By Tash Down
The war for talent. A concept that’s been felt even stronger with COVID-19’s talent restrictions (for example, limited travel and immigration). We’ve all seen the proliferation of fear-inducing articles telling us to double our efforts and recruitment spends or perish. This leads many people to believe there’s a scarcity of good candidates out there, and that we should do everything we can to secure those who come across our desks – even if that means overpaying them.
But I take a different view to this. I don’t think there is such a thing as a ‘good’ and ‘bad’ candidate. Each of us have a unique perspective to bring to the table, as well as skills and lived experiences that only we can offer.
This means people can often thrive in a role that isn’t necessarily something they or others think they’d be suited to on paper. That is, they might not necessarily have the exact skills or years of experience listed in the ‘requirements’ section of a job advertisement. But perhaps it’s time we ditched those requirement lists and instead focused on what the individual could bring to an organisation that’s not already there. Let’s start asking: ‘How can they add their own flavour?’
When we think like this, the challenge of hiring isn’t about finding the right person but perfecting your match-making process.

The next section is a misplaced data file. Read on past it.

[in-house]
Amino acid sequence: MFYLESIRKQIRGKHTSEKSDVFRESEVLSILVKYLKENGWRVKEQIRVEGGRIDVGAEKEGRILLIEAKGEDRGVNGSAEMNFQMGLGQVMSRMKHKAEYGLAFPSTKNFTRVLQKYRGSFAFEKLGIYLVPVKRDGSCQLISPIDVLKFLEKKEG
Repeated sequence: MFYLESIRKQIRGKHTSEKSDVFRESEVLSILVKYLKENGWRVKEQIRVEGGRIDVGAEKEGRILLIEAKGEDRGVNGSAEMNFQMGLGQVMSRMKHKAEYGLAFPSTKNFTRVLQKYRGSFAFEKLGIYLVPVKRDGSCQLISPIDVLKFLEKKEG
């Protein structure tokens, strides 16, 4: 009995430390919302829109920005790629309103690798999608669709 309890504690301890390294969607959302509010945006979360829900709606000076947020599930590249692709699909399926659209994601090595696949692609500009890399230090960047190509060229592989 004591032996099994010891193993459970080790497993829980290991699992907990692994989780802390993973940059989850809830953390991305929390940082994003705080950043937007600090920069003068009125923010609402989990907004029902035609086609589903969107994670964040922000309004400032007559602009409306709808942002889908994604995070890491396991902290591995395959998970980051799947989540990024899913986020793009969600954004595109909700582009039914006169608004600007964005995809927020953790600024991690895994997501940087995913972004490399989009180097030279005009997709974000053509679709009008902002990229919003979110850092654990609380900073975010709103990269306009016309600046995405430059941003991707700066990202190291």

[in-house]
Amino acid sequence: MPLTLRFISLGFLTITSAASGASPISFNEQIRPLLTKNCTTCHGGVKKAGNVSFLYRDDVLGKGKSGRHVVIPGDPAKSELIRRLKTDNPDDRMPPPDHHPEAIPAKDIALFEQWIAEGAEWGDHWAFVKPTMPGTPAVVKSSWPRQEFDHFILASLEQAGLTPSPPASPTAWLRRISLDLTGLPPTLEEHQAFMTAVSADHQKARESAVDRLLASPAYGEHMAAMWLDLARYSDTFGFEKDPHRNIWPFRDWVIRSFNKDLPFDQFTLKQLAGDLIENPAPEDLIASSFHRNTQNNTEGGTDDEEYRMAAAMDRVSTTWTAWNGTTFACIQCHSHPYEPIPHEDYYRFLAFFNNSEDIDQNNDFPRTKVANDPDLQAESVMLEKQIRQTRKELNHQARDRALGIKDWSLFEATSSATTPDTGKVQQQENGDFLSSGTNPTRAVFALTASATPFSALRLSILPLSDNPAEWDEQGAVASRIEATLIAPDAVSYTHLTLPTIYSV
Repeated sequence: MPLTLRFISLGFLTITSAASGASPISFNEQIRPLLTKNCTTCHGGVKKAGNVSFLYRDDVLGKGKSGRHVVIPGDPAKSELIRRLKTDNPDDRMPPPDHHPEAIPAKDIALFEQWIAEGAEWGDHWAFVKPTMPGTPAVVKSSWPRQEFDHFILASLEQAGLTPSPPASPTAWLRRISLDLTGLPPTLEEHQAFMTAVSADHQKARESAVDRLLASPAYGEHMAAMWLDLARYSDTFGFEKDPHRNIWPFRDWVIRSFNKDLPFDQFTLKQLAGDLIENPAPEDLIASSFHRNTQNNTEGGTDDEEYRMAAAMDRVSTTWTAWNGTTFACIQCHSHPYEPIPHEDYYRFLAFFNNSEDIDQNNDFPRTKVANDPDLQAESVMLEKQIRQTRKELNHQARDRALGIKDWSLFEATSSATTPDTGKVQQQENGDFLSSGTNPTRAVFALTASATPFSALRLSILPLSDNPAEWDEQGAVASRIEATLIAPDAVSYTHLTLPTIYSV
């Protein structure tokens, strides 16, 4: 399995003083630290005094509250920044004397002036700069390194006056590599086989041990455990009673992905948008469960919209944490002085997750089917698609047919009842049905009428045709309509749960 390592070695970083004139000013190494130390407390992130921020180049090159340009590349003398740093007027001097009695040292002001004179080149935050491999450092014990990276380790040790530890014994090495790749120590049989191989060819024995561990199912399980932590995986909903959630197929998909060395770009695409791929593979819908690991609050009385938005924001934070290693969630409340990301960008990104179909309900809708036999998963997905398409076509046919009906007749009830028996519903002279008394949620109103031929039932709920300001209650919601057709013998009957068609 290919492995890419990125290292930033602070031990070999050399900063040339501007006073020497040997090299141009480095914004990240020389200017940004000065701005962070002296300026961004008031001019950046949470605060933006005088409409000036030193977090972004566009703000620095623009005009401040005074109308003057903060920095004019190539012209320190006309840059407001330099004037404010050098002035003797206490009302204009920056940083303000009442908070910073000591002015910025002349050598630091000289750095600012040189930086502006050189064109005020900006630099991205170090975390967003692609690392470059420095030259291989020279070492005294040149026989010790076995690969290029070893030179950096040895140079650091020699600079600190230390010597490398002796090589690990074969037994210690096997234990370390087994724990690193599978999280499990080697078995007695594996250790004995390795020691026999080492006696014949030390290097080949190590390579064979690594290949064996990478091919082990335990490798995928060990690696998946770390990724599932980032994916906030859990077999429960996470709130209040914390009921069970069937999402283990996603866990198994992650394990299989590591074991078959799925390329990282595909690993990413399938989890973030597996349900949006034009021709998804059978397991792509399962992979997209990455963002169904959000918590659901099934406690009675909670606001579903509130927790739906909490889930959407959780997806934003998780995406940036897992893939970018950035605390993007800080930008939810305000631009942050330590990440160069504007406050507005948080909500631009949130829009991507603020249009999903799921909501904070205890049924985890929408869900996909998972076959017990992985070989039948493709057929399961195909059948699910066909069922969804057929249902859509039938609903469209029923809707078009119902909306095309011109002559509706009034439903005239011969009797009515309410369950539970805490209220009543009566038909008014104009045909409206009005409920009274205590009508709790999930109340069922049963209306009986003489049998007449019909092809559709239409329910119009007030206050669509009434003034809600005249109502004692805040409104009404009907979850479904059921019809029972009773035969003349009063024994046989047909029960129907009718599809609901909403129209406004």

A new way of recruiting
Relationships, friendships, and connections with other humans tend to evolve naturally. Sure, there’s such a thing as love at first sight, or at least that’s what Hollywood would like us to believe, but most relationships take time to build.
You need to spend time learning to trust each other, to understand the other person and to unpack what makes them tick. What do they value? What do they hate? What energises them? What drains them?
The same goes for hiring people. How can we expect to truly understand the essence of someone by asking them to tick a few boxes? It’s just not possible.
This is why, in my opinion, traditional recruitment methods are failing us. The ‘war for talent’, ‘quiet quitting’, ‘the great resignation’ and all those other catchy slogans are pointing to the fact that we’re just not getting it right, and we’re probably hurting people in the process.
We take a stack of applications, read some (or, in many cases, just skim the surface) and discard the others. Then, we cull candidates again by making them jump through hoops, testing their skills, often in unrealistic and high-pressure environments. Then, once we’ve removed those who ‘don’t stack up’ we meet them (usually briefly) and grill them on what they’ve done in the past, in the hope we can copy-paste their skills into our own business – wash, rinse and repeat.
Finally, we create a shortlist. Three or four people, against all the odds, have navigated the rigorous recruitment process and then, we pit them against each other and try to catch them out on a mistake or discover their weakness. Eventually, someone comes out on top, but after all this rigmarole, do you actually know them? A resume doesn’t even begin to explain the human behind the paper and a job interview only sheds a small amount of light on them.